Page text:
Pursuing winter turkeys isn’t run-and-gun hunting. This isn’t moving a lot and stopping to call occasionally in hopes of “striking a bird.” This is more like bowhunting whitetails in the upper Midwest; i.e. sit and wait.

You must forget that technically it’s spring. Check your weather app and dress appropriately.

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Do the time math in your head. For example, this past weekend in South Dakota, sunrise was 7:07 a.m. That means birds could fly down as early as 6:35-ish (first light). That means they could be gobbling from the roost at 6:10-ish. That means we need to have the pop-up blind set up and decoys in place by 5:55. That means we need to start hiking in by 5:30, which means we need to leave camp at 5:00 (about a half-hour drive). Alarm needs to be set for 4:20 a.m.

In this scenario, we were sitting quietly in the blind by 5:55 a.m., with plans on staying until 10:30 or even 11 a.m. That’s five hours with temps changing from 25 to 35 degrees during our sit. Not warm. Dress in layers. This isn’t too different than dressing for a whitetail rut hunt in mid-November.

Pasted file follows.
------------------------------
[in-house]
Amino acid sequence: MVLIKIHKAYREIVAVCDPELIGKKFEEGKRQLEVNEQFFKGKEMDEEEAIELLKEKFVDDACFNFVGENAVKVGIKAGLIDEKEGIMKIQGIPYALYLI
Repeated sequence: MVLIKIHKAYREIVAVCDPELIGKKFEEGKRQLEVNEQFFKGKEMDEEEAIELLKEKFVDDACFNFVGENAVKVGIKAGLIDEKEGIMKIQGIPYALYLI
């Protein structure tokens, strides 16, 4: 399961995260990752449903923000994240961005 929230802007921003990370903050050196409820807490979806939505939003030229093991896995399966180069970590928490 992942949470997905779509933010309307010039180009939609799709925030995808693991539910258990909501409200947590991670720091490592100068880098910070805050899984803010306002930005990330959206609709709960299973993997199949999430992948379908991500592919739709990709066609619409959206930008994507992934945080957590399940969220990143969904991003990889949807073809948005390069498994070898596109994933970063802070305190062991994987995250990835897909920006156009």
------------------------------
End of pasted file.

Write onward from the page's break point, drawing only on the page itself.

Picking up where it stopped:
In addition to dressing for winter, be sure to pack food to keep your body furnace running. This past weekend in South Dakota, I ate three granola bars, a peanut butter sandwich, and two deer sticks before exiting the blind to head back to camp for lunch.

Pursuing winter turkeys is a challenge, but it’s one I enjoy. After all, it won’t be long and bugs will be biting and sweat will be dripping. You can have success when snow is still present in the shade. Find the birds, hunt with a buddy in a pop-up blind, use several decoys, and dress warm. Shoot straight!

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Ethan Smith is a seasoned marine veteran, professional blogger, witty and edgy writer, and an avid hunter. He spent a great deal of his childhood years around the Apache-Sitgreaves National Forest in Arizona. Watching active hunters practise their craft initiated him into the world of hunting and rubrics of outdoor life. He also honed his writing skills by sharing his outdoor experiences with fellow schoolmates through their high school’s magazine. Further along the way, the US Marine Corps got wind of his excellent combination of skills and sought to put them into good use by employing him as a combat correspondent. He now shares his income from this prestigious job with his wife and one kid. Read more >>